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Planner Spotlight Series- Julie M. Sullivan ASIS International

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August 20, 2021
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Reading time: 3 min

This post is part of the HopSkip Planner Spotlight Series where HopSkip spotlight's planners across the industry to bring awareness of how they adapted to COVID-19, communicating and lessons learned and sharing how they are viewing the meetings and events industry in a post-pandemic world. 


 

Name: Julie Sullivan

Company Name: ASIS International

Job Title: Account Manager

Location: Alexandria, VA

Years of Experience: 15+ Years

How were you able to adapt during COVID-19 when the meeting and events industry got disrupted?
 
2020 was not a year for the faint of heart for professionals in the exhibitions and events industry. At the onset of the year, the future looked very bright and business opportunities presented themselves everywhere. I was working as an Account Manager on the Business Development (BD) team at ASIS International and had just stepped into my role as Past-President and Director of Industry Relations for the Association for Women in Events (AWE).
 
By year-end, however, just about everything I worked on either morphed into an abbreviated version of itself or completely vaporized as the global pandemic dragged on into December. At ASIS International, I sold exhibit space and sponsorship opportunities for our annual meeting Global Security Exchange (GSX) and our Chief Security Officer (CSO) event. The BD team had long since completed exhibit space allocation for GSX 2020 at our 2019 show. 300+ exhibitors had already contracted and deposited on space and hundreds more looked to secure booth space and brand exposure for our 20,000 in-person events in late September in Atlanta.
 
As the pandemic unfolded and became a central issue in everyday life around the world, our leadership, business development, and marketing teams worked in tandem to communicate with our partners within the global security community about the necessity to honor our long-term relationships with exhibitors and sponsors and give them flexibility on what to do with their investment(s). By mid-June, our board of directors announced ASIS International would rebrand its week-long annual meeting to GSX+ and incorporate a virtual marketplace with exhibits and sponsorships designed around the reformatted event. The next 3 months became a real-life case study on how to pivot a large face-to-face event to an online experience in educating and engaging its attendees and stakeholders and conducting virtual business. While leadership decided upon a platform for GSX+ and what components to include, the BD team looked to re-negotiate all of its contracted live space and sponsorships for virtual ones or move their fees to GSX+, sponsorship, digital advertising, move them to GSX 2021, refund part or all of their money, or a combination of these options. Come mid-July, the BD team was actively selling virtual exhibit space and sponsorships for GSX+ and conducted Zoom demos walking prospects through the technology and matchmaking capabilities of the platform. By mid-August, much of our sponsorship inventory closed for fulfillment, so the BD team became well versed in selling and closing contracts for virtual space and became technology experts conducting platform demos and matchmaking training sessions.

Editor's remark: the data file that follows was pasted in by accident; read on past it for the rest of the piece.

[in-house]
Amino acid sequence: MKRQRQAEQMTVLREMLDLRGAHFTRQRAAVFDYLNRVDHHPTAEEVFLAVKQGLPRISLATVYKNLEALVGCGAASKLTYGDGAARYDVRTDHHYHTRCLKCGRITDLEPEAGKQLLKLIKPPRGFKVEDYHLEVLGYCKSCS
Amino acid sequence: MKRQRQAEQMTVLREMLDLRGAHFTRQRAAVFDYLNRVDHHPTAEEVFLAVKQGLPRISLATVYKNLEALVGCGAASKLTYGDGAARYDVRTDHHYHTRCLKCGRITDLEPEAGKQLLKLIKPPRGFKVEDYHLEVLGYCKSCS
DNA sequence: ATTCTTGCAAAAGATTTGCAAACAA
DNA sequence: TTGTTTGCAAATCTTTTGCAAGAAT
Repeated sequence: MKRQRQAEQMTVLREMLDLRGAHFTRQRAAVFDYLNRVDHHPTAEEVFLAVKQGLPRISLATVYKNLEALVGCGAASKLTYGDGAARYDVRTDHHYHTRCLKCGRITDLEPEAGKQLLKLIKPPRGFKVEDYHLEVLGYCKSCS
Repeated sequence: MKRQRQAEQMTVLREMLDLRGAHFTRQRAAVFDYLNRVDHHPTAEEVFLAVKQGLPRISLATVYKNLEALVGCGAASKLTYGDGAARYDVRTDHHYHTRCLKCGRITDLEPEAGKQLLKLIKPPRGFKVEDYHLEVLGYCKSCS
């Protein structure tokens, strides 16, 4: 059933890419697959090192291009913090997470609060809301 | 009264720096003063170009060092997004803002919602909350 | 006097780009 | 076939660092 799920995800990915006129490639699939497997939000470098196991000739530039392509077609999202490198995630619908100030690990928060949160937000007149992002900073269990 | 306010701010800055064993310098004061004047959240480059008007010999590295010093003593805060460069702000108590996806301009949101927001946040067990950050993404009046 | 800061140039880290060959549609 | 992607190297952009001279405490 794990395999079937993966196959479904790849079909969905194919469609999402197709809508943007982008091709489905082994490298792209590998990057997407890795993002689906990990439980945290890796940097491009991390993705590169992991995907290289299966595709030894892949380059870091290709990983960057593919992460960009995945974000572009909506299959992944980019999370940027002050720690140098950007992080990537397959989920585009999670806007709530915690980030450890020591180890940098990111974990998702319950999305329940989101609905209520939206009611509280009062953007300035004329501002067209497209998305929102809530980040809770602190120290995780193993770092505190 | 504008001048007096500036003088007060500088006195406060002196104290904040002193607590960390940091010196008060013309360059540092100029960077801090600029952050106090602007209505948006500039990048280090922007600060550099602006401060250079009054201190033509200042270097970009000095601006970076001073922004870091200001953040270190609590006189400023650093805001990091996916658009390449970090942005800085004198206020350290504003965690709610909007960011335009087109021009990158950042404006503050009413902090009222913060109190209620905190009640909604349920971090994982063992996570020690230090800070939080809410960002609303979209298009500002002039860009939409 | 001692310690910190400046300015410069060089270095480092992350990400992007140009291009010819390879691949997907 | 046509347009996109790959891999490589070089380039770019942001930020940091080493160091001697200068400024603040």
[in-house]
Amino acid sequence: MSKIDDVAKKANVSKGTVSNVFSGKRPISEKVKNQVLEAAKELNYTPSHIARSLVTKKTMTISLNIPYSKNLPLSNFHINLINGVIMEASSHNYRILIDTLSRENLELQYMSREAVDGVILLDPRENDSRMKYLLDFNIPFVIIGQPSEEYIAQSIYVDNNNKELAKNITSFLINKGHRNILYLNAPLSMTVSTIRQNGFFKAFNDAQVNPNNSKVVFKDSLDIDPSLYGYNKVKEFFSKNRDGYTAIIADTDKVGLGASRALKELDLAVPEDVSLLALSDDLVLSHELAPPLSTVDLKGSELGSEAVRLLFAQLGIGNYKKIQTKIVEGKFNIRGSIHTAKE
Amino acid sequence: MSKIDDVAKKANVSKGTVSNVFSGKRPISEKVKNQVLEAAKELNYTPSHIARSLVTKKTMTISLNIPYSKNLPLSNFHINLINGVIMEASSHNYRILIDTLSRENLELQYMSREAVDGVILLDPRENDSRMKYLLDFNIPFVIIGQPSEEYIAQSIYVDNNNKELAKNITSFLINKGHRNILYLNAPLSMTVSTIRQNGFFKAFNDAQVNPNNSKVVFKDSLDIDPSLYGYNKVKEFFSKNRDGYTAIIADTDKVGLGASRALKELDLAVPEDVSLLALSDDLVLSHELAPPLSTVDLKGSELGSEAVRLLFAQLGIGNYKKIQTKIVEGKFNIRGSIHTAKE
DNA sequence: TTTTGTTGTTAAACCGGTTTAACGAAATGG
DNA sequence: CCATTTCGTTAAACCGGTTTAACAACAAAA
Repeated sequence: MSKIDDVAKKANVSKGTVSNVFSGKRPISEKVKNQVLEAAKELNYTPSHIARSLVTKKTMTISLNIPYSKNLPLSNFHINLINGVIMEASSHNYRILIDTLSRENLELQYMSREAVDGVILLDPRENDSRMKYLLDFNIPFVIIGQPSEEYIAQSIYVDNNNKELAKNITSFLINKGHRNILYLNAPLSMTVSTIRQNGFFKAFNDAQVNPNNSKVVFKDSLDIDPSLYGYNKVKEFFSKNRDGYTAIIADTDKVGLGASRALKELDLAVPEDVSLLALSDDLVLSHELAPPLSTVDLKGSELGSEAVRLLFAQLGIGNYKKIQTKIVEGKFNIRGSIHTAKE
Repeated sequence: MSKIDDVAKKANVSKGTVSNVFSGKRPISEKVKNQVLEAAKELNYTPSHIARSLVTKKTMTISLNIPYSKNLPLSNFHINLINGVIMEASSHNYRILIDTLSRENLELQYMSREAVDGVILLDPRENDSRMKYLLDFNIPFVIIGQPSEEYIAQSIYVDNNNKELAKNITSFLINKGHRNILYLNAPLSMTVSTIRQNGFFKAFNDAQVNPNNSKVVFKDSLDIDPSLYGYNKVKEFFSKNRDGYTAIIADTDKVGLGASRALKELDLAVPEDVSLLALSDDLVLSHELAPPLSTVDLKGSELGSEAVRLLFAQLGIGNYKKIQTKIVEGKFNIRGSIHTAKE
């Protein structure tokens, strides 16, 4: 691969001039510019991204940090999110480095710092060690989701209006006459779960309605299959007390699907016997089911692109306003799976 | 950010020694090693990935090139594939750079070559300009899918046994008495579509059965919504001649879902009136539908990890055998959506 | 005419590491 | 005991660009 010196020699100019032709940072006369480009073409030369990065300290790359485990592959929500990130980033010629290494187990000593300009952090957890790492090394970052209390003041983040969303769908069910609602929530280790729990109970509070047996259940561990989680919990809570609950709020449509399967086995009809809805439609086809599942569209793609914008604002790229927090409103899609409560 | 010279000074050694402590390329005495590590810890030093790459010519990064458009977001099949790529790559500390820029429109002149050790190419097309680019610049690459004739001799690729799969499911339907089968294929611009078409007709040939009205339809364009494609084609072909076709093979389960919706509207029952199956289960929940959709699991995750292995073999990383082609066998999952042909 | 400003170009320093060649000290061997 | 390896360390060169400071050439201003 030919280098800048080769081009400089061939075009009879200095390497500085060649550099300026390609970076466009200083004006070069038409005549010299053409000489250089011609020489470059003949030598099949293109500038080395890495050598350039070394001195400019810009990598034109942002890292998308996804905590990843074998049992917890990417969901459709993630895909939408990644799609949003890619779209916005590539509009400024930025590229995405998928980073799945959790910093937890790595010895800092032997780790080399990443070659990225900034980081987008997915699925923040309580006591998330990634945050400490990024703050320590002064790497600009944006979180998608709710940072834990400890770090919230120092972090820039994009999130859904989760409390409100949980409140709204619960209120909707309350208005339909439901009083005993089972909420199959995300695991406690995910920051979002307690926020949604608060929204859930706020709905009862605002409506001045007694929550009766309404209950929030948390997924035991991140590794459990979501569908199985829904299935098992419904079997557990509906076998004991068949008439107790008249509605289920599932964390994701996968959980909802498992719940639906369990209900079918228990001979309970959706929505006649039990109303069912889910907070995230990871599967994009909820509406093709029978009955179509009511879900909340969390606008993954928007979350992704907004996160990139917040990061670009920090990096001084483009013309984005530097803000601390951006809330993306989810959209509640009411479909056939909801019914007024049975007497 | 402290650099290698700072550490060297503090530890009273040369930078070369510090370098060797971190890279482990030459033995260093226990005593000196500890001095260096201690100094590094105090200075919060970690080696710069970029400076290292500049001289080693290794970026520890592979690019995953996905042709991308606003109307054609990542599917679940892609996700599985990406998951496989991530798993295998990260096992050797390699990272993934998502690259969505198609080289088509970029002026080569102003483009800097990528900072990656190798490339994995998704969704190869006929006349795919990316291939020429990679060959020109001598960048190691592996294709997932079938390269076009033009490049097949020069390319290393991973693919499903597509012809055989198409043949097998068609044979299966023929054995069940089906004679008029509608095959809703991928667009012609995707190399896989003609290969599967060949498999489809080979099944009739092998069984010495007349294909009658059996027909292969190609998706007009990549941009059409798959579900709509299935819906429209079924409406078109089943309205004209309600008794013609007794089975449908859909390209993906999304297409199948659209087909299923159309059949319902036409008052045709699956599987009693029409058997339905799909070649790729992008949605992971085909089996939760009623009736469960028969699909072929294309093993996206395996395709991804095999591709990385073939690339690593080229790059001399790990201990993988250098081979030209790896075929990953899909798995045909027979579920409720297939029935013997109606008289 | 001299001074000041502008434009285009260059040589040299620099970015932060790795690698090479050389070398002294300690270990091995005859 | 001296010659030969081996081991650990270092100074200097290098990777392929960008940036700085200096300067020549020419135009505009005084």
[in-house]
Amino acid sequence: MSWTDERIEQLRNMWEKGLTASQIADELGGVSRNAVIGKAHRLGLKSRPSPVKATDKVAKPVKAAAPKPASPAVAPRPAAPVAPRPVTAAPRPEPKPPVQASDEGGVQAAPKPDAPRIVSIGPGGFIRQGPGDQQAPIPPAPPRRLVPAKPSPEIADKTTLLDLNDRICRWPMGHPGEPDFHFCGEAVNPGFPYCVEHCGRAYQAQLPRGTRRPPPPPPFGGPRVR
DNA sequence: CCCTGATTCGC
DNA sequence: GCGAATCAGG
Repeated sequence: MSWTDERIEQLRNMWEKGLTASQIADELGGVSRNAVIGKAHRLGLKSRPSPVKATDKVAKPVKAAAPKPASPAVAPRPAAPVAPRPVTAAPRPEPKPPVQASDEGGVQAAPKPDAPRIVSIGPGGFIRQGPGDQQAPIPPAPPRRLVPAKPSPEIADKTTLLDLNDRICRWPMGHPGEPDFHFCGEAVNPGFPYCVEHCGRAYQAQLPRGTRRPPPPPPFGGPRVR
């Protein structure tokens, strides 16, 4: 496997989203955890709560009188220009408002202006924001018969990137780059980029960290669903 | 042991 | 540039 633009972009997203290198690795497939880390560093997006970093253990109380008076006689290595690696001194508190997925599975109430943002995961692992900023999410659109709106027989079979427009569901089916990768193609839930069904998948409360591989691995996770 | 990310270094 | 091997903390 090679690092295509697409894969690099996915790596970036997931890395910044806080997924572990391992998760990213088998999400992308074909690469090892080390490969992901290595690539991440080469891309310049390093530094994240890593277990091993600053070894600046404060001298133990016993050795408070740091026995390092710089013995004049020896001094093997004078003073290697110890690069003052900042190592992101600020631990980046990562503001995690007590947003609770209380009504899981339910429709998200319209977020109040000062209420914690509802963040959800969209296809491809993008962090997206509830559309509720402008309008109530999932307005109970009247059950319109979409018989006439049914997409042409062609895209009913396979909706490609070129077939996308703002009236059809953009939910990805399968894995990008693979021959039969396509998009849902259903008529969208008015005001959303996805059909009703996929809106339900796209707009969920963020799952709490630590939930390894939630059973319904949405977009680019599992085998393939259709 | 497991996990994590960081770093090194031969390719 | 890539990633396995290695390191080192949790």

As the show went live in late September with 5,000 attendees, 80+ exhibitors in the marketplace, and four contracted general session sponsors, the BD and Operations teams focused on troubleshooting with exhibitors. Mid-October into November, the BD team began space allocation via Zoom calls walking them through the 2021 show floor and reserving exhibit space for GSX 2021 in Orlando, FL. Unfortunately, my position with ASIS was eliminated in mid-March 2021 due to the direct, financial impacts of COVID-19 on the organization. The Association for Women in Events (AWE) was formally dissolved in April of 2020 due to the devastating economic impacts of COVID-19 on the global organization, its members, sponsors, donors, and the events industry as a whole. I am investigating full-time and independent contractor opportunities at the time of writing this spotlight for HopSkip.
 
As a planner, what was the number one thing you learned over the past year?
 
 Expect the unexpected.
 
Is there anything you are changing in your planning process moving forward as a result of the pandemic?
 
Face-to-face events will happen and exhibitors and sponsors want to do business now. Global partners are TBD but the next two months will tell the real story of how successful the industry is in getting face-to-face attendees engaged.
 
 

This post is part of the HopSkip Planner Spotlight Series where HopSkip spotlight's planners across the industry to bring awareness of how they adapted to COVID-19, communicating and lessons learned and sharing how they are viewing the meetings and events industry in a post-pandemic world. 

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